Transferability of the Mediterranean Diet to Non-Mediterranean Countries. What Is and What Is Not the Mediterranean Diet
Department of Preventive Medicine and Public Health, University of Navarra, 31008 Pamplona, Spain
CIBER Fisiopatología de la Obesidad y la Nutrición (CIBEROBN), Instituto de Salud Carlos III, 28029 Madrid, Spain
Department of Nutrition, Harvard School of Public Health, Boston, MA 02115, USA
IdiSNA, Navarra Institute for Health Research, 31008 Pamplona, Navarra, Spain
Department of Nutrition, Food Science and Physiology, University of Navarra, 31008 Pamplona, Spain
Hellenic Health Foundation, 11527 Athens, Greece
WHO Collaborating Center for Nutrition and Health, Unit of Nutritional Epidemiology and Nutrition in Public Health, Department of Hygiene, Epidemiology and Medical Statistics, University of Athens Medical School, 15772 Athens, Greece
Author to whom correspondence should be addressed.
Nutrients 2017, 9(11), 1226; https://doi.org/10.3390/nu9111226
Received: 18 September 2017 / Revised: 20 October 2017 / Accepted: 1 November 2017 / Published: 8 November 2017
(This article belongs to the Special Issue Assessing the Mediterranean Diet in Public Health: Scoring Systems, Effects on Chronic Disease and Interventions)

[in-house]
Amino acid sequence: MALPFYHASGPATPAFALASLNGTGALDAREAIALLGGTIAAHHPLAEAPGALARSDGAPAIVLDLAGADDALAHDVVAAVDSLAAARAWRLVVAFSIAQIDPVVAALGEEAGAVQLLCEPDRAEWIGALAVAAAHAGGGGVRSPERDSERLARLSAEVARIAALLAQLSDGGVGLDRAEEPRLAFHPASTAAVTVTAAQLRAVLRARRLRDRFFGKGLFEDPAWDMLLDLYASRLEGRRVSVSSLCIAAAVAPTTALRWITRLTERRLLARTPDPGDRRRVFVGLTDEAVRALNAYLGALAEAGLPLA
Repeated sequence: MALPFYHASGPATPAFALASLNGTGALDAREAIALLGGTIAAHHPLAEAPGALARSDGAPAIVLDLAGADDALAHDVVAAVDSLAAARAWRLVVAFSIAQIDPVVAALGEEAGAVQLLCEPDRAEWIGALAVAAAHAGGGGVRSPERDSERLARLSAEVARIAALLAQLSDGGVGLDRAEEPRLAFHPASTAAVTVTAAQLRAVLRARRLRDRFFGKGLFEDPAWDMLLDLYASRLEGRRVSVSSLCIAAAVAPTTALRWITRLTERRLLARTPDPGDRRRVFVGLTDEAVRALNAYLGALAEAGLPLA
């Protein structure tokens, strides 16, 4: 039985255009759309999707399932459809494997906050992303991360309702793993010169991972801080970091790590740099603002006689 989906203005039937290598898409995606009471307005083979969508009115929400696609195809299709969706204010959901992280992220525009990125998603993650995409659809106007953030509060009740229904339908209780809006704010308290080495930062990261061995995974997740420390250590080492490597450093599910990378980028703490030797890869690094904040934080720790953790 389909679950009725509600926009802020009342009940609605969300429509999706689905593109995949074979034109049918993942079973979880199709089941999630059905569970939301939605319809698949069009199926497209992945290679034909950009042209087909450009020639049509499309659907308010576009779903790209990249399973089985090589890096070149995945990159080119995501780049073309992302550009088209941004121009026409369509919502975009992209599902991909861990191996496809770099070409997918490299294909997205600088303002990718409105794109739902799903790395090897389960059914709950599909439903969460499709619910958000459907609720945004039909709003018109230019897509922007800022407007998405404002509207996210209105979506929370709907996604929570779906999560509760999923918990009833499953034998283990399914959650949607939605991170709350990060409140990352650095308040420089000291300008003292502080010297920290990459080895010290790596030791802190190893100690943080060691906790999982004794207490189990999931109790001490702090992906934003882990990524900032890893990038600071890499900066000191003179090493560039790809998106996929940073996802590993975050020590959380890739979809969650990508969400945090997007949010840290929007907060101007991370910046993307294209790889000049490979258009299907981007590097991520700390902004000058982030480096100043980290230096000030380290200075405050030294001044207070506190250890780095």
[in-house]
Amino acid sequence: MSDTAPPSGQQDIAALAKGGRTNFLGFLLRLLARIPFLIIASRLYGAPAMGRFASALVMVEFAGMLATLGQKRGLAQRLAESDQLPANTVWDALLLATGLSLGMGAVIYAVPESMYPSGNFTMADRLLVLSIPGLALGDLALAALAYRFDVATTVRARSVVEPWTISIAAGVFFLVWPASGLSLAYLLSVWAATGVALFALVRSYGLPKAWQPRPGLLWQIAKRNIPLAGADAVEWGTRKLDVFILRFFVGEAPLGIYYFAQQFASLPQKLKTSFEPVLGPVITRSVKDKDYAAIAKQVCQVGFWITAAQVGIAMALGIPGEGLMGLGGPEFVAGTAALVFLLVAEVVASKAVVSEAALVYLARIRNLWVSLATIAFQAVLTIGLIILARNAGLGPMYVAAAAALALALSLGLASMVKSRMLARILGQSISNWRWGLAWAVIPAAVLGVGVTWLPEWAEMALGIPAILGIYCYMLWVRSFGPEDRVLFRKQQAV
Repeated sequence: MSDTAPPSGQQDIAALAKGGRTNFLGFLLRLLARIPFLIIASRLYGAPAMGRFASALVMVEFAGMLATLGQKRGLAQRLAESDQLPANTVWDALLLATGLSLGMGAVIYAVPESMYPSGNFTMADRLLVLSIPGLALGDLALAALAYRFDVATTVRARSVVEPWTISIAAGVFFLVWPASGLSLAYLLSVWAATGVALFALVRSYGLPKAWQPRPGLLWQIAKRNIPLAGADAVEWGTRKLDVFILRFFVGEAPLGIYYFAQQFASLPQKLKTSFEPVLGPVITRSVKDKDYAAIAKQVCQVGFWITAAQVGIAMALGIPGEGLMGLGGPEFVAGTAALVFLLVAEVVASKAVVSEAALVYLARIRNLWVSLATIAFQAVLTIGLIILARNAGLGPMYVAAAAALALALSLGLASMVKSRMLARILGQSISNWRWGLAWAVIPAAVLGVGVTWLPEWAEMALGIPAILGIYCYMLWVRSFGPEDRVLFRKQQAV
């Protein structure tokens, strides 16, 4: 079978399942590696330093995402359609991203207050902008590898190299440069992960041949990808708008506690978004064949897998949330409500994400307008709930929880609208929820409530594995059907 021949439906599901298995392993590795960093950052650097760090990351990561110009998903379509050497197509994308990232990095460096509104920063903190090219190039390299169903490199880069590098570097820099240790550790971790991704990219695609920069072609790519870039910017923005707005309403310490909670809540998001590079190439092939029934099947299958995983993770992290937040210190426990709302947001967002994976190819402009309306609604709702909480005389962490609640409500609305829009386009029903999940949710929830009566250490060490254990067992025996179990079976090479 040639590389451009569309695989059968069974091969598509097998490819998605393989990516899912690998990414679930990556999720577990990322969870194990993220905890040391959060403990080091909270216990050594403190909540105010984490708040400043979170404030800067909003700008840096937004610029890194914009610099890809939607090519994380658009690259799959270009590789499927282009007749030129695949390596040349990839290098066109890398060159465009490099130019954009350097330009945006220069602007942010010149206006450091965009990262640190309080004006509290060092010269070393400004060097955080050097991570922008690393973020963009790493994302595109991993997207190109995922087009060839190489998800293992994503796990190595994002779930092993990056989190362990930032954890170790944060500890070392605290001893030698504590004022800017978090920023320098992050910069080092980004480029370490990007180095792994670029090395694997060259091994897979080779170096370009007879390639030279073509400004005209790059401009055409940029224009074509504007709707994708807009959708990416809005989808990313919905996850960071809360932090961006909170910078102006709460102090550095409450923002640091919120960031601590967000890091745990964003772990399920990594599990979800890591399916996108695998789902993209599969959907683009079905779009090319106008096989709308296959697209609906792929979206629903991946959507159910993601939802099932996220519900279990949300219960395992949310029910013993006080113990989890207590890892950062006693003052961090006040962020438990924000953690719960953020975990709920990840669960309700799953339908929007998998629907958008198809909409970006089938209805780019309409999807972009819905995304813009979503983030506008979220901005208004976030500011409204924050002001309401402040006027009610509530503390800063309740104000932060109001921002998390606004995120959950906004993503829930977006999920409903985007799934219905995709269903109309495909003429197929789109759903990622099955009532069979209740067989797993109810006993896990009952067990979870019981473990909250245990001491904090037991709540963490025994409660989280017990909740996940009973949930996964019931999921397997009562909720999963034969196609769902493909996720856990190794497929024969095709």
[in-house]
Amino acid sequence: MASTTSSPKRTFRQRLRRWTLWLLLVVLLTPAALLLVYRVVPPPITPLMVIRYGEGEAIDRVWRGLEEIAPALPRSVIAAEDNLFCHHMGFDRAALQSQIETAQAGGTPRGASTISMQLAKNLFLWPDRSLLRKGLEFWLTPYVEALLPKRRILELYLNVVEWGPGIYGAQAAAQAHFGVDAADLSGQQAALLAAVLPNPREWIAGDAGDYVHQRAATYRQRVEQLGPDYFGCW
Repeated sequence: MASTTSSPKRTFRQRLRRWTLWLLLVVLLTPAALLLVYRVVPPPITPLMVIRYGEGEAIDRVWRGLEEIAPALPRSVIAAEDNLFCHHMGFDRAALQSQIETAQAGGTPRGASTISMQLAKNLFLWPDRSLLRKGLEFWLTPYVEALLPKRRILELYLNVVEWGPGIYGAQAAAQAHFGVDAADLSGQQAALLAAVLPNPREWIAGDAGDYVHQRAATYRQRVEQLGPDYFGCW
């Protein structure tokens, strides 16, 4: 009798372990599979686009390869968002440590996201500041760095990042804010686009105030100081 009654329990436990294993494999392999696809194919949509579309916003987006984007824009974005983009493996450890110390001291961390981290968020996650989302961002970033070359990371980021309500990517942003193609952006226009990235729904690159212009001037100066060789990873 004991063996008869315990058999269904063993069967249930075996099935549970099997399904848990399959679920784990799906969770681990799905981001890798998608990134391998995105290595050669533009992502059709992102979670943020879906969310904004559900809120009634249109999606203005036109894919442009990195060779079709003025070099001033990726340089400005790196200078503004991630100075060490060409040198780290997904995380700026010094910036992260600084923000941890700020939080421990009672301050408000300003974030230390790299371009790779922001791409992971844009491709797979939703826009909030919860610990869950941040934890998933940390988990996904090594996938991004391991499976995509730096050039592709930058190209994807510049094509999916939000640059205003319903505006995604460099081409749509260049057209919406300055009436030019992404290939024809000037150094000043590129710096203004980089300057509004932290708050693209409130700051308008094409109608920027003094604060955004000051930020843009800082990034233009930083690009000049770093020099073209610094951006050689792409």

Substantial evidence has verified the Mediterranean diet’s (MedDiet) nutritional adequacy, long-term sustainability, and effectiveness for preventing hard clinical events from cardiovascular disease (CVD), as well as increasing longevity. This article includes a cumulative meta-analysis of prospective studies supporting a strong inverse association between closer adherence to the MedDiet and the incidence of hard clinical events of CVD. The MedDiet has become an increasingly popular topic of interest when focusing on overall food patterns rather than single nutrient intake, not only in Mediterranean countries, but also globally. However, several myths and misconceptions associated with the traditional Mediterranean diet should be clearly addressed and dispelled, particularly those that label as “Mediterranean” an eating pattern that is not in line with the traditional Mediterranean diet. The transferability of the traditional MedDiet to the non-Mediterranean populations is possible, but it requires a multitude of changes in dietary habits. New approaches for promoting healthy dietary behavior consistent with the MedDiet will offer healthful, sustainable, and practical strategies at all levels of public health. The following article presents practical resources and knowledge necessary for accomplishing these changes.